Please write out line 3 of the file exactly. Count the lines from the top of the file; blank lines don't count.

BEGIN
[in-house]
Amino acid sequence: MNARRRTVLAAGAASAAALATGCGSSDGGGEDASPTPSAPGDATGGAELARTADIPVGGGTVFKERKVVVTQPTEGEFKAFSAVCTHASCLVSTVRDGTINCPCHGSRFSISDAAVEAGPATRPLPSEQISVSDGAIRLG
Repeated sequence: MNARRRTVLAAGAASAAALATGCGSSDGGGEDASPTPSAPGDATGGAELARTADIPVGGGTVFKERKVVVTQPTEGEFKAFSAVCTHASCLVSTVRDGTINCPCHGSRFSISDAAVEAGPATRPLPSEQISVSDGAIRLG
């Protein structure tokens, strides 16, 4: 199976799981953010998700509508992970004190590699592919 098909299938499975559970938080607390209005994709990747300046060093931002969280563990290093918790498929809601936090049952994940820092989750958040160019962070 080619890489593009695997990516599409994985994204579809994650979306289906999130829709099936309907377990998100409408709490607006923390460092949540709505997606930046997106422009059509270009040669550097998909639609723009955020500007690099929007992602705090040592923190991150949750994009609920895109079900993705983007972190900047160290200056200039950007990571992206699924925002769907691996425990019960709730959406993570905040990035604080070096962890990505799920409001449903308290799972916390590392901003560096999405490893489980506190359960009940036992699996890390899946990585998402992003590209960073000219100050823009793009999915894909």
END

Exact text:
Repeated sequence: MNARRRTVLAAGAASAAALATGCGSSDGGGEDASPTPSAPGDATGGAELARTADIPVGGGTVFKERKVVVTQPTEGEFKAFSAVCTHASCLVSTVRDGTINCPCHGSRFSISDAAVEAGPATRPLPSEQISVSDGAIRLG